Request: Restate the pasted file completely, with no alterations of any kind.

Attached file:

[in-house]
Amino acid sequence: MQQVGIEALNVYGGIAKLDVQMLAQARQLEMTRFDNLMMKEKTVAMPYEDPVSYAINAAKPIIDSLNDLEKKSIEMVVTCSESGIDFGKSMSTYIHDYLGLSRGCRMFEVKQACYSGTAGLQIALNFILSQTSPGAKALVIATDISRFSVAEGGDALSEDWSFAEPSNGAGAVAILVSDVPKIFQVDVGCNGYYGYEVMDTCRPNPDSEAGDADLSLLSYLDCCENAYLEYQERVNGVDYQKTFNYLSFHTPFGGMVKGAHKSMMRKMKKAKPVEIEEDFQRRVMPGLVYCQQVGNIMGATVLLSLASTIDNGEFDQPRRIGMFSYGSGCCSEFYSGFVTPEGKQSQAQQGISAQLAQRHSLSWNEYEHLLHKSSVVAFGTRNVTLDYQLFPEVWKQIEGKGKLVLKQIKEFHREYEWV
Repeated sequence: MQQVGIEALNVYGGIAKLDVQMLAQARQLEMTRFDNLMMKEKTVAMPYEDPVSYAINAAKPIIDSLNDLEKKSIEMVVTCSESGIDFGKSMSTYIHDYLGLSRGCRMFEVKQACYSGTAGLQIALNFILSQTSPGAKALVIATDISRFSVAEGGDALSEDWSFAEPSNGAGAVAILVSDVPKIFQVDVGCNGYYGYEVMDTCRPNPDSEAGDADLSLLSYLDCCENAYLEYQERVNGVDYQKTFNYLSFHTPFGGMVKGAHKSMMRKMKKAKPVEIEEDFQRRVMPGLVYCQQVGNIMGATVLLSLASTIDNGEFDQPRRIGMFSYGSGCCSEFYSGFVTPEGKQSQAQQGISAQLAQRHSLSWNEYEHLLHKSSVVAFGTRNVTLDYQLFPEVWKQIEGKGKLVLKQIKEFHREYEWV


[in-house]
Amino acid sequence: MQQVGIEALNVYGGIAKLDVQMLAQARQLEMTRFDNLMMKEKTVAMPYEDPVSYAINAAKPIIDSLNDLEKKSIEMVVTCSESGIDFGKSMSTYIHDYLGLSRGCRMFEVKQACYSGTAGLQIALNFILSQTSPGAKALVIATDISRFSVAEGGDALSEDWSFAEPSNGAGAVAILVSDVPKIFQVDVGCNGYYGYEVMDTCRPNPDSEAGDADLSLLSYLDCCENAYLEYQERVNGVDYQKTFNYLSFHTPFGGMVKGAHKSMMRKMKKAKPVEIEEDFQRRVMPGLVYCQQVGNIMGATVLLSLASTIDNGEFDQPRRIGMFSYGSGCCSEFYSGFVTPEGKQSQAQQGISAQLAQRHSLSWNEYEHLLHKSSVVAFGTRNVTLDYQLFPEVWKQIEGKGKLVLKQIKEFHREYEWV
Repeated sequence: MQQVGIEALNVYGGIAKLDVQMLAQARQLEMTRFDNLMMKEKTVAMPYEDPVSYAINAAKPIIDSLNDLEKKSIEMVVTCSESGIDFGKSMSTYIHDYLGLSRGCRMFEVKQACYSGTAGLQIALNFILSQTSPGAKALVIATDISRFSVAEGGDALSEDWSFAEPSNGAGAVAILVSDVPKIFQVDVGCNGYYGYEVMDTCRPNPDSEAGDADLSLLSYLDCCENAYLEYQERVNGVDYQKTFNYLSFHTPFGGMVKGAHKSMMRKMKKAKPVEIEEDFQRRVMPGLVYCQQVGNIMGATVLLSLASTIDNGEFDQPRRIGMFSYGSGCCSEFYSGFVTPEGKQSQAQQGISAQLAQRHSLSWNEYEHLLHKSSVVAFGTRNVTLDYQLFPEVWKQIEGKGKLVLKQIKEFHREYEWV